As public schools scramble to answer calls for educational innovation with tablet programs and online learning systems, lawmakers on both sides of the aisle are growing increasingly concerned about the privacy risks such tools pose to students.
On Wednesday, Rep. Jared Polis, a Democrat from Colorado, and Rep. Luke Messer, a Republican from Indiana, introduced the Student Digital Privacy and Parental Rights Act, legislation that would update the privacy protections afforded to students as the schools they attend embrace digital education. Specifically, the bill prohibits education companies from selling student data to third parties or using it for noneducational purposes. Also forbidden: targeted advertising.
"Digital student records, learning apps, electronic testing, and classroom tablets all mean that an enormous amount of information is being collected on students, from the day they enter kindergarten to the moment they graduate or enter the workforce," Rep. Polis said. "Students and parents have every right to expect that the millions of data points collected on them every day are safeguarded in a responsible way."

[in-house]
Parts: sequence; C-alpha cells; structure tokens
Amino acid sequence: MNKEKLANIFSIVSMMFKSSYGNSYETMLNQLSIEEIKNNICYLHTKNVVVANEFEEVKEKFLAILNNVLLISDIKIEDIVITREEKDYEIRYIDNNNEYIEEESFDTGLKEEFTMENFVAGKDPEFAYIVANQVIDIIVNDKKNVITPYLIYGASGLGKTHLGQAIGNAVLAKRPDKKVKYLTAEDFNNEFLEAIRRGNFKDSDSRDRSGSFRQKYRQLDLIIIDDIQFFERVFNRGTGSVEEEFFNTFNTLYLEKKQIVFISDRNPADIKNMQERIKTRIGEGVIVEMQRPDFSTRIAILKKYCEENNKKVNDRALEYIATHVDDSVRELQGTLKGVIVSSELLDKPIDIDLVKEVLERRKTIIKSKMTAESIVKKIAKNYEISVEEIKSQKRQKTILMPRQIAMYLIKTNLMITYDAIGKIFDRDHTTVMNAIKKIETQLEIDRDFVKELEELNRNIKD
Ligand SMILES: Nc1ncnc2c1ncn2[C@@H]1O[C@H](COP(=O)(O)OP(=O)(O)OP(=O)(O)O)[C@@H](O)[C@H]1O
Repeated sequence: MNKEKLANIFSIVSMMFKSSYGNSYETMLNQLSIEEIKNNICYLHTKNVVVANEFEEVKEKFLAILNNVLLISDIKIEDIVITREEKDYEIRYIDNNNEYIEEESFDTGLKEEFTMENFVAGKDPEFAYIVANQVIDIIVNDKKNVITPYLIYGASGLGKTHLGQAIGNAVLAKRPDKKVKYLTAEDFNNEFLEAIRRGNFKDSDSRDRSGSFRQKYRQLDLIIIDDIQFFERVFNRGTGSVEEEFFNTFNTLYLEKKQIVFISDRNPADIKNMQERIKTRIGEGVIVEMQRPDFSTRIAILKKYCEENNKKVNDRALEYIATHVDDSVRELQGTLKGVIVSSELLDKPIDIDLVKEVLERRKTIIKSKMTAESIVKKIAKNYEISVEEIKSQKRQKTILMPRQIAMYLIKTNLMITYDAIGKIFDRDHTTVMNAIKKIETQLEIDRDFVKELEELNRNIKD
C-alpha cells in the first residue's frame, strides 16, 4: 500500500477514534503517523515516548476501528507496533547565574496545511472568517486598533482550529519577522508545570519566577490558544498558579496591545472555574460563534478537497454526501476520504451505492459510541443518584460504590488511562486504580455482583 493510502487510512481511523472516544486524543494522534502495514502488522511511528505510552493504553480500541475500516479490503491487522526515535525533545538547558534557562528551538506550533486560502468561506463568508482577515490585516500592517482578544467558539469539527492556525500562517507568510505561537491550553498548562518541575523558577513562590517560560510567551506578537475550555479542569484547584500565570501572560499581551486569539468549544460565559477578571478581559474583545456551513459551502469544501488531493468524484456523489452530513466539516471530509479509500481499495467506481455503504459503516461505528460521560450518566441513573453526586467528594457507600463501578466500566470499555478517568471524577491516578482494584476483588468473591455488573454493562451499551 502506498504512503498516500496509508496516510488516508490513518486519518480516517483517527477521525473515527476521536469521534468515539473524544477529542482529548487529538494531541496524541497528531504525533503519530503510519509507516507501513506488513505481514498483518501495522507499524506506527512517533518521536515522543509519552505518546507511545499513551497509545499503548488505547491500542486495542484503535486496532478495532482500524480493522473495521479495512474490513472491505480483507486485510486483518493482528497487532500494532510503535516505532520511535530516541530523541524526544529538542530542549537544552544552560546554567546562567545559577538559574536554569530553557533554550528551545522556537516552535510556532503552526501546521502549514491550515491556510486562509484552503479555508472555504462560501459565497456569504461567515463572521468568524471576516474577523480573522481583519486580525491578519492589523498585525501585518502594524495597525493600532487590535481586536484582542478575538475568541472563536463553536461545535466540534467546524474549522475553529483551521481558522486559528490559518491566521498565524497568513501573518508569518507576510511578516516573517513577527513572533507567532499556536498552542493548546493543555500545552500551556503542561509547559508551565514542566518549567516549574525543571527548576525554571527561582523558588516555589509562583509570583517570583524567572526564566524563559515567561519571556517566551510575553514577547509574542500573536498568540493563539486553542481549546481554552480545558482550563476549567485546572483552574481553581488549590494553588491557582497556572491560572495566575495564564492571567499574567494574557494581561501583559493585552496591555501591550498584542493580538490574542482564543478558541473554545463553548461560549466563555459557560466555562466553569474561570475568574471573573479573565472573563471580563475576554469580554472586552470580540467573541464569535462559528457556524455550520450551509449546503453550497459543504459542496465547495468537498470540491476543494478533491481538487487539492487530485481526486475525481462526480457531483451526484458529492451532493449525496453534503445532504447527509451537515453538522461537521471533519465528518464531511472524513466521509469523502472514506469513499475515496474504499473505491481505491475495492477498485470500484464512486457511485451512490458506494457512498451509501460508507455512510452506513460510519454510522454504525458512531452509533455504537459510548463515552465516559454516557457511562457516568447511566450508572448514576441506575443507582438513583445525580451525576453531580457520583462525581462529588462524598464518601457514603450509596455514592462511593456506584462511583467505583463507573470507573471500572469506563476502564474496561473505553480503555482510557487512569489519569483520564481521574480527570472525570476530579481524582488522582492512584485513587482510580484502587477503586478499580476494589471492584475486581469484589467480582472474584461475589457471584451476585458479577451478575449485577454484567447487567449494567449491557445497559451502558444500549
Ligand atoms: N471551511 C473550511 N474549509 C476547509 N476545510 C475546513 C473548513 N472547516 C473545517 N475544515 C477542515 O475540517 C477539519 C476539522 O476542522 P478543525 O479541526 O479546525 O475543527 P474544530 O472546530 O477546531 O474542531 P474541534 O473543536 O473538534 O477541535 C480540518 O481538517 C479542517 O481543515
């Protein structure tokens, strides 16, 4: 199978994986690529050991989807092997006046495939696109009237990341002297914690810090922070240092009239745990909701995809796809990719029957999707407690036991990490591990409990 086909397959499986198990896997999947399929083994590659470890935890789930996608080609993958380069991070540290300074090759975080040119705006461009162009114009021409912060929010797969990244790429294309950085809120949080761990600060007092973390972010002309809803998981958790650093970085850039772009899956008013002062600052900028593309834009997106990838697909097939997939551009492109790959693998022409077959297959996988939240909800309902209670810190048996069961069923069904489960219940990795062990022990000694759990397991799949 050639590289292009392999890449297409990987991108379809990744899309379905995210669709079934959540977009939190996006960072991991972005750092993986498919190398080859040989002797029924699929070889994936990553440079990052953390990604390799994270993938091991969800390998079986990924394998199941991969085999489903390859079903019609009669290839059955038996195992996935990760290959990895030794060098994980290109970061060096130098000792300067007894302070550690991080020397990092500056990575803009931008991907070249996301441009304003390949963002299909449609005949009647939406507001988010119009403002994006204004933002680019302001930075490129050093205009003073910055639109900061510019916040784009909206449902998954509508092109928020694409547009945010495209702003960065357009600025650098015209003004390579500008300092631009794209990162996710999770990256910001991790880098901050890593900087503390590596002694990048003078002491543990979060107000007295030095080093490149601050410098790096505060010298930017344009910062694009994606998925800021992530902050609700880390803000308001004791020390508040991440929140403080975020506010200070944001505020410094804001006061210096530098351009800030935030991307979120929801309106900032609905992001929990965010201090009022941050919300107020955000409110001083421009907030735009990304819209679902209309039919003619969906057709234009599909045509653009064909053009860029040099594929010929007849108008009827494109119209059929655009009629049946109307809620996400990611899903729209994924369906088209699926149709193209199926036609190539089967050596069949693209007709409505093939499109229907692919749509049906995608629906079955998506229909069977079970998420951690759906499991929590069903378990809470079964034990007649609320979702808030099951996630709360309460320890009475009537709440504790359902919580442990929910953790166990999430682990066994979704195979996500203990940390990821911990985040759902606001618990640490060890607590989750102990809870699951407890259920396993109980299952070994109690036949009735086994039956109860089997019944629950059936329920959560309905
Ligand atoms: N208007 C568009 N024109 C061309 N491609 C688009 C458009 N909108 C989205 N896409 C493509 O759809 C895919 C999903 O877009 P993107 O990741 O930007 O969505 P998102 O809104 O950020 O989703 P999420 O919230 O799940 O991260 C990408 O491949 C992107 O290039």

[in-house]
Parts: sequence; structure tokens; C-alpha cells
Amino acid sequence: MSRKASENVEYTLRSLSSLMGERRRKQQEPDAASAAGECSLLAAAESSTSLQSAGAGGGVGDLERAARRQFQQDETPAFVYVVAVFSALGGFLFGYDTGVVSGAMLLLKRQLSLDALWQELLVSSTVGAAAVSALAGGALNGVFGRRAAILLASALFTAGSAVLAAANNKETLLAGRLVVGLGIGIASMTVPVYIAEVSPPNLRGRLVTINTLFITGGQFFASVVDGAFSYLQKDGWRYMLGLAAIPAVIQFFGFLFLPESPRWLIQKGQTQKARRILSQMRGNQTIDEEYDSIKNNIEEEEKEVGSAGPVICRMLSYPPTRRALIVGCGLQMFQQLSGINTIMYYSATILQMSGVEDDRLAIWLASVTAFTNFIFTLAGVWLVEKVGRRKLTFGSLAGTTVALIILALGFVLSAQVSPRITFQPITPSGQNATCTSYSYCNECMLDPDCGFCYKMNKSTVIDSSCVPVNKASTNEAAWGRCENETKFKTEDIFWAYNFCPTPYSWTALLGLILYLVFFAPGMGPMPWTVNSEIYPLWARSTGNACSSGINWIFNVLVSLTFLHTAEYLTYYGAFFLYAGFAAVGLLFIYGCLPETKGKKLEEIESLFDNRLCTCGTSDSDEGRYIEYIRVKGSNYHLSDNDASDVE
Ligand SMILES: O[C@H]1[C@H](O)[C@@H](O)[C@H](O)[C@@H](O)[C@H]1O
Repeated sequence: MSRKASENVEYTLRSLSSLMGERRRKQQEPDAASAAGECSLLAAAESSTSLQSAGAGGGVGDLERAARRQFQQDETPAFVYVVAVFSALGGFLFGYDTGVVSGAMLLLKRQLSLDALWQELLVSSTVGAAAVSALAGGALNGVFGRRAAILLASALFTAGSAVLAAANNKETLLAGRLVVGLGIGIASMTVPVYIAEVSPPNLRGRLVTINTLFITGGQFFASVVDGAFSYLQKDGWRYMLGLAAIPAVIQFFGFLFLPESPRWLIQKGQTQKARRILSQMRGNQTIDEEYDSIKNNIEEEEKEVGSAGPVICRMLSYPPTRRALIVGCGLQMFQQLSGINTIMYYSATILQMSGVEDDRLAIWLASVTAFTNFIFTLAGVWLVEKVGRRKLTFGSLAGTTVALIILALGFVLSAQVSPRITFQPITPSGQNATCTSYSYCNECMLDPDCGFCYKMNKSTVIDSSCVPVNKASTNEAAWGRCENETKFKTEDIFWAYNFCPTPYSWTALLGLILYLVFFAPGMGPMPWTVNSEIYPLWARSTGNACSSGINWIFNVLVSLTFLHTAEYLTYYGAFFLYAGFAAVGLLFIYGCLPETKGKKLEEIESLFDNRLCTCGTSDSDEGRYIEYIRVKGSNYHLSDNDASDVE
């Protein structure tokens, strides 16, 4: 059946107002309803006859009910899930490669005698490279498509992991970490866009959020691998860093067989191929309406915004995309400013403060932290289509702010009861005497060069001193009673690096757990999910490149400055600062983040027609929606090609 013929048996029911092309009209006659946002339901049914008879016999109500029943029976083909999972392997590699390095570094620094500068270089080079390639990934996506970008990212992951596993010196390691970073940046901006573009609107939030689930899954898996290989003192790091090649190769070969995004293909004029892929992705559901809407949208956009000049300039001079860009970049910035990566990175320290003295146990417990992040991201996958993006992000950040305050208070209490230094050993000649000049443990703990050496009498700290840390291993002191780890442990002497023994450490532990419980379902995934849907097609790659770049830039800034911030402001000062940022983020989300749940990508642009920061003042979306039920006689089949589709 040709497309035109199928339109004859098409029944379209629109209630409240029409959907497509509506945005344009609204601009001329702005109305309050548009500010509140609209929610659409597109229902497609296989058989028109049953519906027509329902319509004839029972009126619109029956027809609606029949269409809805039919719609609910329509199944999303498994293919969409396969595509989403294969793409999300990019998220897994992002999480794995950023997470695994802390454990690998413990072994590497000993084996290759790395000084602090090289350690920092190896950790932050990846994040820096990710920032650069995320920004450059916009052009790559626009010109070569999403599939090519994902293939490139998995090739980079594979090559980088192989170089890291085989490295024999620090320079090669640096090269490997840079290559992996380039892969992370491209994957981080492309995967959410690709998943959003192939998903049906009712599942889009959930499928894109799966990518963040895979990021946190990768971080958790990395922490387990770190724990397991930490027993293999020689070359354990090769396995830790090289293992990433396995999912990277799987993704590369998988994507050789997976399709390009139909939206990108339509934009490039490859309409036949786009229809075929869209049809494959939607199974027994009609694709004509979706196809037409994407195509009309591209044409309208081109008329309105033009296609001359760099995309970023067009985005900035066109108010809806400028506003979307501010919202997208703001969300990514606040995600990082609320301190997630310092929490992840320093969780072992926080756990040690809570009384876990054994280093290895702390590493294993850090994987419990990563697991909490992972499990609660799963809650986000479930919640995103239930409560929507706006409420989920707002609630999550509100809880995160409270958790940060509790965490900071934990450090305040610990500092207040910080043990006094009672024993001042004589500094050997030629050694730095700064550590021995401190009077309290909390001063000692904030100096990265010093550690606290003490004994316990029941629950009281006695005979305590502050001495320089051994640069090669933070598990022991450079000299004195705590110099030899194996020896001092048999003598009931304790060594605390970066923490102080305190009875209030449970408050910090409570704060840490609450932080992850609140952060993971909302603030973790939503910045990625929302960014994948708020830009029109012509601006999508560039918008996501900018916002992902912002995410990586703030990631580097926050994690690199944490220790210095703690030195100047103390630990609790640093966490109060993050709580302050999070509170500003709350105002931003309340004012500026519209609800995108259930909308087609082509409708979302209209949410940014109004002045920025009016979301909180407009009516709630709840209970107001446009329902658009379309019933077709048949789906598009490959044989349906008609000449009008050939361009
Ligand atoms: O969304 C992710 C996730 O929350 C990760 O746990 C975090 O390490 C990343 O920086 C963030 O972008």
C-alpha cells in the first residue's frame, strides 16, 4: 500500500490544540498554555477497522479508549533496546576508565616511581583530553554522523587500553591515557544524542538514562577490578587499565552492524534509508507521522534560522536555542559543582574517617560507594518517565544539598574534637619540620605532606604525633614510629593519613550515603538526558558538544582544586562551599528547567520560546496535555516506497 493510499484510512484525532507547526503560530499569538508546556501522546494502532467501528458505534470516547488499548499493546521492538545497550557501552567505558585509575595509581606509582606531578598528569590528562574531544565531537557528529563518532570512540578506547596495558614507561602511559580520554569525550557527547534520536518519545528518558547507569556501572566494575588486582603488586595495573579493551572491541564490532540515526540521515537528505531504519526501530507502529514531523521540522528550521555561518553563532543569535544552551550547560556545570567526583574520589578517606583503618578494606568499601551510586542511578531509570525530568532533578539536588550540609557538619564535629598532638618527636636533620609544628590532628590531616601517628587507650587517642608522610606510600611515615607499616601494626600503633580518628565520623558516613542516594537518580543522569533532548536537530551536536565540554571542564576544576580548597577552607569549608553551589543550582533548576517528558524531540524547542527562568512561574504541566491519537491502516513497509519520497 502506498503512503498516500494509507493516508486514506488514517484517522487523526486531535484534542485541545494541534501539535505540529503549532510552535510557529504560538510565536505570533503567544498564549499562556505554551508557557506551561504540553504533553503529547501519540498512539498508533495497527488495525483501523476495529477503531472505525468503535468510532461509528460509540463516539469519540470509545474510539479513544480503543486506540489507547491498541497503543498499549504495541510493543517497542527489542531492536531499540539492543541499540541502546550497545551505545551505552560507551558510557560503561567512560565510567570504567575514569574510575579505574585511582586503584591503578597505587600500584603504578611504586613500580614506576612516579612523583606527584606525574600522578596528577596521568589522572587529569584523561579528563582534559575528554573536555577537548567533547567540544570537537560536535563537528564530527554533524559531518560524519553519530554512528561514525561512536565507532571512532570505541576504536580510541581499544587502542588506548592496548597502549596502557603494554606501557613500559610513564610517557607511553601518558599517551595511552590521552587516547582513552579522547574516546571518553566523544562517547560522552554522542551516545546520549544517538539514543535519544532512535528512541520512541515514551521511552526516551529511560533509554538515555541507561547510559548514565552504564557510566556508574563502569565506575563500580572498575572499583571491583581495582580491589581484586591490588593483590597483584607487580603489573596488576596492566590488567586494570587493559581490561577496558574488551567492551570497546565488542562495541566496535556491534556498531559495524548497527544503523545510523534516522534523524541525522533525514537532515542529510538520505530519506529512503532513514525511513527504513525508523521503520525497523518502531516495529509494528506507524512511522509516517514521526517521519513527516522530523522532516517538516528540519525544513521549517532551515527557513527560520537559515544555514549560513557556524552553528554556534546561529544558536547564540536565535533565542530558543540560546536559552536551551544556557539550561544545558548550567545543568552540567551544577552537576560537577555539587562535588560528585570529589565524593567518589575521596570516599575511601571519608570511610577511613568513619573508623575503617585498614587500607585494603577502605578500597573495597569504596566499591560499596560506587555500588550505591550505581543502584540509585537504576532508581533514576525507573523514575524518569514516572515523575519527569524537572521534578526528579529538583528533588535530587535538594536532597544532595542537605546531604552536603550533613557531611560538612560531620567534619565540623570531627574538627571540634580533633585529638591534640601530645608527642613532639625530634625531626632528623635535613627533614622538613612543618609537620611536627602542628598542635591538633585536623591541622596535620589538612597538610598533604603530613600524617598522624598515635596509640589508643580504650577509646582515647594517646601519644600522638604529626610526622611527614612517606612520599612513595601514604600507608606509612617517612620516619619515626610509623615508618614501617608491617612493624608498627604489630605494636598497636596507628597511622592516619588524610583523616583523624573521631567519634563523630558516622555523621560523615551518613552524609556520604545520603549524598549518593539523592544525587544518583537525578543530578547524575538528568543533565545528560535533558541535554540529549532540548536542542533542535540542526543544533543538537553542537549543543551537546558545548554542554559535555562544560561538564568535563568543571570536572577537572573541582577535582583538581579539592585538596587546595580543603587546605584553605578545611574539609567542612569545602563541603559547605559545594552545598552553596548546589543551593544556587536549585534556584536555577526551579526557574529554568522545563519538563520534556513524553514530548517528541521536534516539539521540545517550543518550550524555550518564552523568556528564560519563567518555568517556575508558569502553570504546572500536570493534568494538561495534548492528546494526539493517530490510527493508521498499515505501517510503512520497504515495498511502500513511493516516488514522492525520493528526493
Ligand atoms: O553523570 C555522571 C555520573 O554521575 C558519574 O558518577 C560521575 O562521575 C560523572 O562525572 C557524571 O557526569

The student data privacy bill is intended to do just that. Not only does it ensure that ed-tech companies disclose the types of K–12 student data they collect and how it is used, it also requires them to enforce strong data protections and to notify the Federal Trade Commission and any affected parties in the event of a security breach.
"Every day, students turn over hoards of data without adequate privacy safeguards," Khaliah Barnes, director of the Student Privacy Project at the Electronic Privacy Information Center, told BuzzFeed News. "And many companies are churning profits from students' information and otherwise taking and using student information out of context."
Though critical of the weaker privacy protections in earlier drafts of the bill, Barnes now supports it. She said the bill as it is currently written empowers parents and educators, and offers strong protections against data mining.
"Both sides of the aisle can agree that student information is not for sale," Barnes said. "Students should have the freedom to learn in the classroom without the fear that every click, everything that they write is used in a way that they did not intend."
While many states have student data privacy laws, the Student Digital Privacy and Parental Rights Act would create a federal baseline to support the patchwork of state law. Supporters hope the bill will serve as a precursor to future legislation that will extend privacy protections to all students, not just K–12.